Jankel Adler

Orphans

1941

Not on display

Artist
Jankel Adler 1895–1949
Medium
Oil paint and gesso on paper on plywood
Dimensions
Support: 573 x 788 mm
frame: 814 x 1024 x 60 mm
Collection
Tate
Acquisition
Accepted by HM Government in Lieu of Inheritance Tax from the estate of Eleonore Marie Herman and allocated to Tate 2017
Reference
T14910

Summary

Orphans 1942 depicts two figures imprisoned behind a horizontal bar. Clutching a few belongings, their eyes are wide with sorrow and despair. Executed in a sombre palette of purples, greens and blues, the work shows Adler and his close friend and fellow emigré artist, Josef Herman (1911–2000) as the grieving orphans of the title, distraught at the loss of their families. Both artists had lost their entire family at the hands of the Nazis during the Holocaust, with Adler losing all nine of his siblings. Adler had worked with Paul Klee (1879–1940) in Düsseldorf, Germany in the early 1930s, before he was declared a ‘degenerate’ artist by the Nazis in 1933 and left for Paris, finally moving to Britain in 1941, while Herman had fled Poland for Brussels and Paris, arriving in Britain in 1940. Orphans shows the influence of Klee and the late cubism of Pablo Picasso (1881¿–1973) in its interlocking forms held together by strong black outlines. As in many of Adler’s paintings of this period there is a subtle interplay between formal simplification and the communication of emotional states.

Adler and Herman – both Polish and Yiddish-speaking – had known each other in Warsaw before the war and, once settled in Britain, became the closest of companions. In 1942 Herman suffered a serious breakdown following the news of his family’s extermination and Adler nursed him through his illness. Nini Herman, Josef’s second wife, wrote of Orphans in 1996:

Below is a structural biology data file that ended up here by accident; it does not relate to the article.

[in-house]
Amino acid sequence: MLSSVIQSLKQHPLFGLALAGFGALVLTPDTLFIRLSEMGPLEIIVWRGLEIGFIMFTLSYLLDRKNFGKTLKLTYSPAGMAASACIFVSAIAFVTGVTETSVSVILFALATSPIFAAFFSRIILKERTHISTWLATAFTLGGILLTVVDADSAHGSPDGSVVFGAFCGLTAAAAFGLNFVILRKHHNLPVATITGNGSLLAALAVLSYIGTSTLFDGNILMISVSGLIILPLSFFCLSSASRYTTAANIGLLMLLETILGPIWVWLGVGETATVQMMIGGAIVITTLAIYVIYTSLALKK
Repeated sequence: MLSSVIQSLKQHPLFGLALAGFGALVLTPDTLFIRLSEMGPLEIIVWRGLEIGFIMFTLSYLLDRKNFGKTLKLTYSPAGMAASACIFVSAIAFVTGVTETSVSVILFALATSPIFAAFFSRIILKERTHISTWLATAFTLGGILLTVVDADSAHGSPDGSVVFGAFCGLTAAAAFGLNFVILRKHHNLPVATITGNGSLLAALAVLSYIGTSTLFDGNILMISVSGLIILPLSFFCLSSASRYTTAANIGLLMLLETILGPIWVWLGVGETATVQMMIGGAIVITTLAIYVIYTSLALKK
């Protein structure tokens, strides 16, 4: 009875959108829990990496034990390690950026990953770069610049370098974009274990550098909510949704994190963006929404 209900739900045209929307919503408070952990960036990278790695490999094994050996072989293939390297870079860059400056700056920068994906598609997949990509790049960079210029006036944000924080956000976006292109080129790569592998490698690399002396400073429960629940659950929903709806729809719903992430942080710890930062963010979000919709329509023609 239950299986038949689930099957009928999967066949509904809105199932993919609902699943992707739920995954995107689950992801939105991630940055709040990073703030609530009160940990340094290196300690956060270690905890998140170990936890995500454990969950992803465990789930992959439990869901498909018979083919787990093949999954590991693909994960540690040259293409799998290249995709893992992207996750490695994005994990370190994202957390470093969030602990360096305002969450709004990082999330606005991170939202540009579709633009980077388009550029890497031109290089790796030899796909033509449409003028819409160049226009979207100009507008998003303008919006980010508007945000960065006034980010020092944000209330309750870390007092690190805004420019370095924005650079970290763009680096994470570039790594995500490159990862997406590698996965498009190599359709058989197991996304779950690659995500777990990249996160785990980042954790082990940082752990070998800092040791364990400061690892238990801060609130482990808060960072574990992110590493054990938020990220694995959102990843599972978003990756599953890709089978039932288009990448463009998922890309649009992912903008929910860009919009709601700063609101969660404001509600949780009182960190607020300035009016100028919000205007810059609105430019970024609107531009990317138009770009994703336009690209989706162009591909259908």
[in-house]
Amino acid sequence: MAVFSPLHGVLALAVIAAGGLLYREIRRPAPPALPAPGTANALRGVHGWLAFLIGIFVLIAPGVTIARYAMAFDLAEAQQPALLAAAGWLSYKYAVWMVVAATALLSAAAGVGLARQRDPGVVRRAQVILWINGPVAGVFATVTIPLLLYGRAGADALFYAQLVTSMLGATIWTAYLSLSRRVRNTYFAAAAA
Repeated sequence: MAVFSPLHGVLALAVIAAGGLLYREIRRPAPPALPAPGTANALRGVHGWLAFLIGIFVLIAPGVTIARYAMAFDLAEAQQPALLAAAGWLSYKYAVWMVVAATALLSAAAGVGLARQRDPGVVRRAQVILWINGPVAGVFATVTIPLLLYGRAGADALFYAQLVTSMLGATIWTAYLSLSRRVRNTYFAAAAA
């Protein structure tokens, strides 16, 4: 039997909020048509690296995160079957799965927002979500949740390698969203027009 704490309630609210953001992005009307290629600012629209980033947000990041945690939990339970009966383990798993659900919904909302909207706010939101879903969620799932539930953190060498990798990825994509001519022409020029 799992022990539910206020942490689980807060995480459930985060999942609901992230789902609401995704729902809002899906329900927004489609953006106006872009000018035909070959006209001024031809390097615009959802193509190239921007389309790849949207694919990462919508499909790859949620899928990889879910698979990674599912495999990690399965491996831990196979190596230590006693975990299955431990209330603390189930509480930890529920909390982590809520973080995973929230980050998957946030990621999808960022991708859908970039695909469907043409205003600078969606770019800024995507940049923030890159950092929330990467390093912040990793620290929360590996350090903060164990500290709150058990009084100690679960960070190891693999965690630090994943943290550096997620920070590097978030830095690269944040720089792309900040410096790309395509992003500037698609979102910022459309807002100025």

Was it perhaps, to heal them both (who often spoke of themselves as a ‘conspiracy of two’), that [Jankel] set to work on a painting. Sombre in charcoal greys, dark green and violent, two figures loom behind a horizontal bar, as if imprisoned by despair, a total anguish in their eyes. The painting which he called The Orphans hangs over our mantlepiece.
(Herman 1996, p.61.)

Adler gifted the work to Herman, who kept it all his life, and it remains a powerful statement of the bond between émigré artists in Britain in the 1940s, and their struggles to process their experiences of persecution and death. Orphans is one of four paintings by Adler from the early 1940s in Tate’s collection. The Mutilated 1942–3 (Tate T00372) offers another representation of the impact of the Second World War on émigré artists.

Further reading
Jankel Adler, exhibition catalogue, Stadtische Kunsthalle Dusseldorf 1985, no.89.
Nini Herman, Josef Herman: A Working Life, London 1996, pp.61, 65.
Douglas Hall, Art in Exile: Polish Painters in Post-War Britain, Bristol 2008, p.309.

Emma Chambers
April 2016

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